- Softball splits doubleheader with Wagner in home opener
- Quinnipiac men’s lacrosse loses tight game to Holy Cross
- Quinnipiac women’s basketball eliminated by No. 1 UConn in NCAA Tournament
- Mutual respect
- Quinnipiac women’s basketball tops Miami to advance in NCAA Tournament
- Conor’s Column: Do the Bobcats have to live by the three?
- Chronicle Sports Staff makes 2018 March Madness picks
- Quinnipiac men’s ice hockey’s season ends at Cornell
- Quinnipiac men’s lacrosse cruises past Wagner, 11-3
- Feldman joins the century club
University to host career fair Wednesday
About 160 companies will crowd the Athletic Center on Wednesday, Oct. 8 for the university-wide career fair.
The 31st annual career fair, held from 11 a.m. to 2 p.m., is open to students from all majors and years. The fair will allow students to network with companies such as Verizon Wireless, Yale-New Haven Hospital, CBS Radio, New York Life and Clear Channel communications.
“If you’re a freshmen, sophomore, junior,[or] senior, you should network,” Director of Employer Relations Grace Peiffer said. “And even if you feel like ‘well there are no companies that really I’m looking for,’ [the career fair is] still a networking opportunity where you meet people who can point you to the right direction.”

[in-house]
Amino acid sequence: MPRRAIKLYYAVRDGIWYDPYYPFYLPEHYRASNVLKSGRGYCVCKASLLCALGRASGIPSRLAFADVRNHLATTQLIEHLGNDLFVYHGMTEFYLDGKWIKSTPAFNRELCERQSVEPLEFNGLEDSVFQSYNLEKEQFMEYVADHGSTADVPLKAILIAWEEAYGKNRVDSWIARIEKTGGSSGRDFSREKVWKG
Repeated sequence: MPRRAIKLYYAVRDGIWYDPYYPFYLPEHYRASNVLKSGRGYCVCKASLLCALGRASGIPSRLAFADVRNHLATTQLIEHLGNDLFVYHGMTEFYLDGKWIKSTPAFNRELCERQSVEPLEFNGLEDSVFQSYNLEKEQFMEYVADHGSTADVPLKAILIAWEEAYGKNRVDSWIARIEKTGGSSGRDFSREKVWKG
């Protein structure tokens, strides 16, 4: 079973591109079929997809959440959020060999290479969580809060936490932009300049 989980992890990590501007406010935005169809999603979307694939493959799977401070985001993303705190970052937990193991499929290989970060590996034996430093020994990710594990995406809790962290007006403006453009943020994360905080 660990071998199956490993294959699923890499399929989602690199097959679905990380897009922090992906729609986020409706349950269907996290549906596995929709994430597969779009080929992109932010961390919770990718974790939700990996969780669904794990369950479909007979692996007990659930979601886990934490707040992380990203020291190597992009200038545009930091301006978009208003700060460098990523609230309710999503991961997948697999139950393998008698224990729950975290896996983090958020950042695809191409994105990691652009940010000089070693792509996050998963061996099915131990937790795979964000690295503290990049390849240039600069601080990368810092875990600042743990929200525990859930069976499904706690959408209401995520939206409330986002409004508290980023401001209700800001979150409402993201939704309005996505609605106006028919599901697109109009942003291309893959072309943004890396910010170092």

About 800 to 1,000 students generally attend the career fair each year, according to Associate Dean for Career Development in the School of Business Jill Ferrall. The companies will be arranged in alphabetical order, with A’s in the front, closer to the tennis courts, and Z’s in the back toward Mount Carmel Avenue.
Assistant Dean for Career Development in the School of Communications Joseph Catrino said students should bring their resumes, business cards and a pen to the career fair. Students should dress professionally and expect to spend at least an hour at the career fair, he said.
But Catrino said going to the career fair is mostly about how students prepare beforehand. He said students should check out the list of companies online at QU Career Connections, research the businesses and plan which ones they want to speak to.
“You can’t just wake up, put a suit on and say ‘I’m going to go do really well,’” he said. “You have to do a little bit of legwork on the front end to make sure you’re ready to talk to anybody and everyone.”
Ferrall recommends students practice their elevator pitch, which is a 30-second to one-minute introduction to themself and their major.